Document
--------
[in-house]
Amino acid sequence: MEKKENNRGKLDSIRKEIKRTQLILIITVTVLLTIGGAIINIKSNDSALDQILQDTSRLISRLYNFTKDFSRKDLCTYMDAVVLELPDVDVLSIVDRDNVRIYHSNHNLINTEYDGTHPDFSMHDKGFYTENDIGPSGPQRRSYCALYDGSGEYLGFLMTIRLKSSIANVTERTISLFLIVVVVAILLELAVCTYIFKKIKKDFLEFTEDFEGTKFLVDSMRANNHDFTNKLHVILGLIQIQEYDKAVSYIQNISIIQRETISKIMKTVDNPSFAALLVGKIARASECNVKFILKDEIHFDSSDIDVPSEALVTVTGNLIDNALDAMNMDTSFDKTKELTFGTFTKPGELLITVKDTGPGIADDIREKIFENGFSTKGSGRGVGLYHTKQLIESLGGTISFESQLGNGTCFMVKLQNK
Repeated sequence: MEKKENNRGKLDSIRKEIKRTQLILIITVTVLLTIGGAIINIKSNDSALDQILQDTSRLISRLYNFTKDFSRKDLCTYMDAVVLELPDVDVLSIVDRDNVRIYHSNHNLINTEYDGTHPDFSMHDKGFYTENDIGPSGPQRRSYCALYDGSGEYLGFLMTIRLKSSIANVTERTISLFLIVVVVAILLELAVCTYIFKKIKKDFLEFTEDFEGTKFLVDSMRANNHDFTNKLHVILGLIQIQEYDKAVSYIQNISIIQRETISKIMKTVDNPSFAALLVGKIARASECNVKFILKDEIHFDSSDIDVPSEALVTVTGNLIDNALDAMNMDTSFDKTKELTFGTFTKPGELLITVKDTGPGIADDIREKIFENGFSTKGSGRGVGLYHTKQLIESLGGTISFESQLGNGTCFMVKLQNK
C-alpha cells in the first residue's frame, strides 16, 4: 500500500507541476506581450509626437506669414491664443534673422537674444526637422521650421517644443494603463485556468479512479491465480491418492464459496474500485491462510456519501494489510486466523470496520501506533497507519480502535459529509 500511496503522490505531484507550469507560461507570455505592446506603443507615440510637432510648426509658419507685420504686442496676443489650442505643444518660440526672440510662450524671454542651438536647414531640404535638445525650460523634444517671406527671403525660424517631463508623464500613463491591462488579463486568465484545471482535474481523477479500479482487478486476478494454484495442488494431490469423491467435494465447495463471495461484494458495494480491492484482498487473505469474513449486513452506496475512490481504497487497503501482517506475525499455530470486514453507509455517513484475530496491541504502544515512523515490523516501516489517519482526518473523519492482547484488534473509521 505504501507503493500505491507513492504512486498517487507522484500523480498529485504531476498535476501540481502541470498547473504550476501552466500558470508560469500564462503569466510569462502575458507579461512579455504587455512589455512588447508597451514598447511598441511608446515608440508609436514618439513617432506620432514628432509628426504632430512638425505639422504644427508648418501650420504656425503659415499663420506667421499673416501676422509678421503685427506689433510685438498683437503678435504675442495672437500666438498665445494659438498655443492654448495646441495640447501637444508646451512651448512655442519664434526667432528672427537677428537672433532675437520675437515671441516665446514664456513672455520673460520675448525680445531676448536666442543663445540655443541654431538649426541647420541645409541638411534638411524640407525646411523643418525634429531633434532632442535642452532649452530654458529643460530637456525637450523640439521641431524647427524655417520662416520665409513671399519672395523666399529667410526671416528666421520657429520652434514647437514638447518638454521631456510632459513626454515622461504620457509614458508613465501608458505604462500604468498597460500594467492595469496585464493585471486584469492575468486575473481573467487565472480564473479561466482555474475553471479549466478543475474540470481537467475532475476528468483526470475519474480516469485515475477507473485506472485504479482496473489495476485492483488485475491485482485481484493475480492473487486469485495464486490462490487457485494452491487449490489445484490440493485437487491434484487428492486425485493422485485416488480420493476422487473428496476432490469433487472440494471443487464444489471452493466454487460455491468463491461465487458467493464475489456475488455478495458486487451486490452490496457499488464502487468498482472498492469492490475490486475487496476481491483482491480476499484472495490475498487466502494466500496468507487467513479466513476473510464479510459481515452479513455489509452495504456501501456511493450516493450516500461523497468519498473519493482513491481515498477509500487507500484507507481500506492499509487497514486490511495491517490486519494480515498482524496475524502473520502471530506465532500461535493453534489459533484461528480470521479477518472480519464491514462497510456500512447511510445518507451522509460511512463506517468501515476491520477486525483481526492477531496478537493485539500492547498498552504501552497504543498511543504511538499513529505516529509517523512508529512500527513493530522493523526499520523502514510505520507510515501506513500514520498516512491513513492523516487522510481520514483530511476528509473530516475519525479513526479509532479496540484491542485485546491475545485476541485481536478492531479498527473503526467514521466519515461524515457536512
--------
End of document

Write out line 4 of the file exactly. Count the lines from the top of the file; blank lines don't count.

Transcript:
C-alpha cells in the first residue's frame, strides 16, 4: 500500500507541476506581450509626437506669414491664443534673422537674444526637422521650421517644443494603463485556468479512479491465480491418492464459496474500485491462510456519501494489510486466523470496520501506533497507519480502535459529509 500511496503522490505531484507550469507560461507570455505592446506603443507615440510637432510648426509658419507685420504686442496676443489650442505643444518660440526672440510662450524671454542651438536647414531640404535638445525650460523634444517671406527671403525660424517631463508623464500613463491591462488579463486568465484545471482535474481523477479500479482487478486476478494454484495442488494431490469423491467435494465447495463471495461484494458495494480491492484482498487473505469474513449486513452506496475512490481504497487497503501482517506475525499455530470486514453507509455517513484475530496491541504502544515512523515490523516501516489517519482526518473523519492482547484488534473509521 505504501507503493500505491507513492504512486498517487507522484500523480498529485504531476498535476501540481502541470498547473504550476501552466500558470508560469500564462503569466510569462502575458507579461512579455504587455512589455512588447508597451514598447511598441511608446515608440508609436514618439513617432506620432514628432509628426504632430512638425505639422504644427508648418501650420504656425503659415499663420506667421499673416501676422509678421503685427506689433510685438498683437503678435504675442495672437500666438498665445494659438498655443492654448495646441495640447501637444508646451512651448512655442519664434526667432528672427537677428537672433532675437520675437515671441516665446514664456513672455520673460520675448525680445531676448536666442543663445540655443541654431538649426541647420541645409541638411534638411524640407525646411523643418525634429531633434532632442535642452532649452530654458529643460530637456525637450523640439521641431524647427524655417520662416520665409513671399519672395523666399529667410526671416528666421520657429520652434514647437514638447518638454521631456510632459513626454515622461504620457509614458508613465501608458505604462500604468498597460500594467492595469496585464493585471486584469492575468486575473481573467487565472480564473479561466482555474475553471479549466478543475474540470481537467475532475476528468483526470475519474480516469485515475477507473485506472485504479482496473489495476485492483488485475491485482485481484493475480492473487486469485495464486490462490487457485494452491487449490489445484490440493485437487491434484487428492486425485493422485485416488480420493476422487473428496476432490469433487472440494471443487464444489471452493466454487460455491468463491461465487458467493464475489456475488455478495458486487451486490452490496457499488464502487468498482472498492469492490475490486475487496476481491483482491480476499484472495490475498487466502494466500496468507487467513479466513476473510464479510459481515452479513455489509452495504456501501456511493450516493450516500461523497468519498473519493482513491481515498477509500487507500484507507481500506492499509487497514486490511495491517490486519494480515498482524496475524502473520502471530506465532500461535493453534489459533484461528480470521479477518472480519464491514462497510456500512447511510445518507451522509460511512463506517468501515476491520477486525483481526492477531496478537493485539500492547498498552504501552497504543498511543504511538499513529505516529509517523512508529512500527513493530522493523526499520523502514510505520507510515501506513500514520498516512491513513492523516487522510481520514483530511476528509473530516475519525479513526479509532479496540484491542485485546491475545485476541485481536478492531479498527473503526467514521466519515461524515457536512